The best things happen when least expected. That has been a phrase tossed around here and there, but I never really thought too much about it and how true it actually is. After the group ventured to our second professional soccer match of the term, Málaga vs. Getafe on Zack’s 18th birthday, we were in search of food. Some of us broke off to get some sushi, but I always stay with Ryan because I always assume he knows the most and will pick the best places to eat. He trusted the loyal app “TripAdvisor” to uncover an Italian restaurant not too far from where we were. “It has good reviews,” he said, but somehow he missed the one that said, “Don’t be scared.” We walked into this restaurant in soccer spectator attire, and I would say that the vibe of the restaurant and the people in it did not match that sense.
You know your experience is going to be good one when Ryan, our trusty Spanish speaker, is unable to communicate with the hostess. With the Spanish I have learned on this trip, I was able to pick up a few words that she may or may not have intended, words such as “no” and “we can’t.” That being said, we managed to get a table, for 6, by the window in the small rectangular room with a bar several feet away. We sat down and one minute in we were faced with yet another challenge, reading the menu, which was written in illegible cursive, maybe Spanish, maybe English, the world may never know. After a few more moments the waiter came to greet us. Ryan asked what he suggested for food and he answered, “Oh, I’ll bring you something,” repeating it several times until we became fine with it. He added, “I’ll be back,” yet 20 minutes later we look over to the bar and there he sits, with a friend. I don’t want to give the impression that this place was not nice, because it was beyond nice. Fancy wood lined the walls and plants in decorative bikes lined the windows.
There was just something that seemed odd, but none of us thought anything of it, until something happened in those 20 minutes while we sat waiting. A glass shattered, unused, not touched, sitting on the table; it just shattered sending glass to cover the nicely set place mats. Little did we know this was just the beginning, the beginning to a night I will truly remember forever. The waiter became our buddy. He checked in on us every 5 minutes, bringing us the most delicious Italian food I have ever tasted, and in between chatting with his friend at the bar. As the night went on, our population of buddies grew. A man, so interested in us, kept asking over and over where we were from. I even looked over once and he was taking a picture of us; I smiled of course. We hadn’t planned on asking, but we learned his life story. We learned that he had a daughter in Missouri and he eventually called her while shoving the phone against our ears to talk to her; it honestly was like he had never seen an American before. Halfway through the meal the waiter, who also could very well have been the owner, told us not to look at one of the waitresses. He said something along the lines of, “Don’t look at her, she’s crazy,” implying she was the reason the glass exploded moments before. A little later, we all hear Ryan’s voice, who went to run some errands, coming from Mikaela’s phone that sat out of reach in the middle of the table. No one had answered the call, but there the phone was mid-call with Ryan. More doings of the waitress? Had we looked into her eyes yet another time?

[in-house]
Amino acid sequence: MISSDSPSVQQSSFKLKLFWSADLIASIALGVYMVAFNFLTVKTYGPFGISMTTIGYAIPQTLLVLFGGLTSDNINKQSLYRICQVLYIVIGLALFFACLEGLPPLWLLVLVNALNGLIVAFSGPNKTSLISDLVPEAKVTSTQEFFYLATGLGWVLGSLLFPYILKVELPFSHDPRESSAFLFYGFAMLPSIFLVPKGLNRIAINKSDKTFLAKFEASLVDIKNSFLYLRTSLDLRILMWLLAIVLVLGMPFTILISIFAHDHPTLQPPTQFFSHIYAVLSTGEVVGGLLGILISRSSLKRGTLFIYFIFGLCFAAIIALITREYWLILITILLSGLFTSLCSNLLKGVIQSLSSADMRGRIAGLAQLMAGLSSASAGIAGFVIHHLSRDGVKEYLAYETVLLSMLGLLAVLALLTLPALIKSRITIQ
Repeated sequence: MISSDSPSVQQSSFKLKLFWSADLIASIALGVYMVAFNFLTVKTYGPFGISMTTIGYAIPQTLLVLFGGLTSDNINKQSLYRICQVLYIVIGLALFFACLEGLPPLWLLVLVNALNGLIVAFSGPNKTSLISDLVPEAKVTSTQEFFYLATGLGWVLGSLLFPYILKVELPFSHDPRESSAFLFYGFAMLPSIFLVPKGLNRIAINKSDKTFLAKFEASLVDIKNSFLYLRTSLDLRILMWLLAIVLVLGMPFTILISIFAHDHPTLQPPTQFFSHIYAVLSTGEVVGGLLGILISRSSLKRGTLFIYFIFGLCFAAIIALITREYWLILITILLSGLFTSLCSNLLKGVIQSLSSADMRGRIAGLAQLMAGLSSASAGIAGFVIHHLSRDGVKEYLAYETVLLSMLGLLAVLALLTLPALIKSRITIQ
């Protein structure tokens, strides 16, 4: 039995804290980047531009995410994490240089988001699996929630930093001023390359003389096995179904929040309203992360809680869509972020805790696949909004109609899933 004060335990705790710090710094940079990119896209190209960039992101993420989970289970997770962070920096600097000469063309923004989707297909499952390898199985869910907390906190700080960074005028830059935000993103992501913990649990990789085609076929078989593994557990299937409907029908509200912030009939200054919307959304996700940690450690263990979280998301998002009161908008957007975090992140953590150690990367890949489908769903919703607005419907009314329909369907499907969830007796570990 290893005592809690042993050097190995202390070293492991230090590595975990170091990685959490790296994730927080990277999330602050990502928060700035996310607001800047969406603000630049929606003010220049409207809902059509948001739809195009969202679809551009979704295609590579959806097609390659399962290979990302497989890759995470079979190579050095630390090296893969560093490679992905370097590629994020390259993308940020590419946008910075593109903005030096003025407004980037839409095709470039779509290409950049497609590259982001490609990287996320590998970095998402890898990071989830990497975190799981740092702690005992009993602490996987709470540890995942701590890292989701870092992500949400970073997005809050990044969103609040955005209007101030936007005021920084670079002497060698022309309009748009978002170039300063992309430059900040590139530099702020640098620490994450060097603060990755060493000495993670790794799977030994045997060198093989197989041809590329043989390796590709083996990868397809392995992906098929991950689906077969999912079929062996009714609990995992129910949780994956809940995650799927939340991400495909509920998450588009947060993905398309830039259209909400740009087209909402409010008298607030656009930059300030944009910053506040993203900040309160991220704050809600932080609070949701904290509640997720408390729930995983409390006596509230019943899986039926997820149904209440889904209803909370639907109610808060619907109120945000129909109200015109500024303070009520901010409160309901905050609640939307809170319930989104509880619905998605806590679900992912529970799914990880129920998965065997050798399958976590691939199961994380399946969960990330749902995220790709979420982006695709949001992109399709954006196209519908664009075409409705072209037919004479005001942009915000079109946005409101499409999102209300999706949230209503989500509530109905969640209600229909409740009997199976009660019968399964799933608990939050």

The famous tiramisu.
Adding to our collection of new friends was another waiter, who seriously came out of nowhere, asking if we wanted dessert. After the amazing meal we had just eaten, the clear answer was yes. We asked for gelato and he began listing off about 50 different flavors, when we asked for one, he decided to tell us that they didn’t actually sell gelato. I can honestly say I can’t remember the last time I have laughed that hard.
It began to feel like all these events were adding up to the main event (not the tiramisu, but that was also amazing). This event was the three male waiters, one of them the boss, literally ripping the restaurant sign off the wall to hold up for a group picture with us. So, this is a really long story of a very eventful dinner that seems to have no plot or no moral to take away. But the point is that it was not the best meal because the food was so good, it was the best meal because of the craziness, because of the laughs, because of the conversations, because of the confusion, and the other events. All of this made it a night to remember, a night that would not have happened anywhere else than in this little restaurant in the city of Málaga in this beautiful country called Spain.
~ Annie Sedoric